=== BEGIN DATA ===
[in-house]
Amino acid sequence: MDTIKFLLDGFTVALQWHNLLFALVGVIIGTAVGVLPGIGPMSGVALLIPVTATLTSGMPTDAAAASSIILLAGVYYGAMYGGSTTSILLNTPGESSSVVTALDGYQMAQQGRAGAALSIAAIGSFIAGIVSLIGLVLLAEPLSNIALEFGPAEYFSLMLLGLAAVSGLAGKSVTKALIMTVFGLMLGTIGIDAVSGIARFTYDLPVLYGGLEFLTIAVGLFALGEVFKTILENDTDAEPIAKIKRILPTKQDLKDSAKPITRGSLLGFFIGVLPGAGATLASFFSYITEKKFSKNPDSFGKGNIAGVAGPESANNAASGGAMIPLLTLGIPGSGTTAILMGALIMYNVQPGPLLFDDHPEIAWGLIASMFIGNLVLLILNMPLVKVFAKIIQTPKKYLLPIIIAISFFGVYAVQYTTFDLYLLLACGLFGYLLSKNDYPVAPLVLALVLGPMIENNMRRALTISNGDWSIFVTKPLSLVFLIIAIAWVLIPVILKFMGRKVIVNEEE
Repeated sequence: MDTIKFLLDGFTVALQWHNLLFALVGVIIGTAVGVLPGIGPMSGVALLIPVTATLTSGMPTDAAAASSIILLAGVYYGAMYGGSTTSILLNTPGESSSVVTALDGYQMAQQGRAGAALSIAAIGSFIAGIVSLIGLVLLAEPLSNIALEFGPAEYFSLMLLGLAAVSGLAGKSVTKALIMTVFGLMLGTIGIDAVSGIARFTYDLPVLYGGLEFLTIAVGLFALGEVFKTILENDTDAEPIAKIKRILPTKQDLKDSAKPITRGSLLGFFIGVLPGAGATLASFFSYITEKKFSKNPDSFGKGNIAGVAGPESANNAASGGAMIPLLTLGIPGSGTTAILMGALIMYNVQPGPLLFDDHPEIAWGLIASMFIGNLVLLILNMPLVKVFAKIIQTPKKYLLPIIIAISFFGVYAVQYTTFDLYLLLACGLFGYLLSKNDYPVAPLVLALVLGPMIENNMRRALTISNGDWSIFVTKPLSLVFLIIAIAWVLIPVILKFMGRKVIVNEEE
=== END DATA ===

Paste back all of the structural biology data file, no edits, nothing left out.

[in-house]
Amino acid sequence: MDTIKFLLDGFTVALQWHNLLFALVGVIIGTAVGVLPGIGPMSGVALLIPVTATLTSGMPTDAAAASSIILLAGVYYGAMYGGSTTSILLNTPGESSSVVTALDGYQMAQQGRAGAALSIAAIGSFIAGIVSLIGLVLLAEPLSNIALEFGPAEYFSLMLLGLAAVSGLAGKSVTKALIMTVFGLMLGTIGIDAVSGIARFTYDLPVLYGGLEFLTIAVGLFALGEVFKTILENDTDAEPIAKIKRILPTKQDLKDSAKPITRGSLLGFFIGVLPGAGATLASFFSYITEKKFSKNPDSFGKGNIAGVAGPESANNAASGGAMIPLLTLGIPGSGTTAILMGALIMYNVQPGPLLFDDHPEIAWGLIASMFIGNLVLLILNMPLVKVFAKIIQTPKKYLLPIIIAISFFGVYAVQYTTFDLYLLLACGLFGYLLSKNDYPVAPLVLALVLGPMIENNMRRALTISNGDWSIFVTKPLSLVFLIIAIAWVLIPVILKFMGRKVIVNEEE
Repeated sequence: MDTIKFLLDGFTVALQWHNLLFALVGVIIGTAVGVLPGIGPMSGVALLIPVTATLTSGMPTDAAAASSIILLAGVYYGAMYGGSTTSILLNTPGESSSVVTALDGYQMAQQGRAGAALSIAAIGSFIAGIVSLIGLVLLAEPLSNIALEFGPAEYFSLMLLGLAAVSGLAGKSVTKALIMTVFGLMLGTIGIDAVSGIARFTYDLPVLYGGLEFLTIAVGLFALGEVFKTILENDTDAEPIAKIKRILPTKQDLKDSAKPITRGSLLGFFIGVLPGAGATLASFFSYITEKKFSKNPDSFGKGNIAGVAGPESANNAASGGAMIPLLTLGIPGSGTTAILMGALIMYNVQPGPLLFDDHPEIAWGLIASMFIGNLVLLILNMPLVKVFAKIIQTPKKYLLPIIIAISFFGVYAVQYTTFDLYLLLACGLFGYLLSKNDYPVAPLVLALVLGPMIENNMRRALTISNGDWSIFVTKPLSLVFLIIAIAWVLIPVILKFMGRKVIVNEEE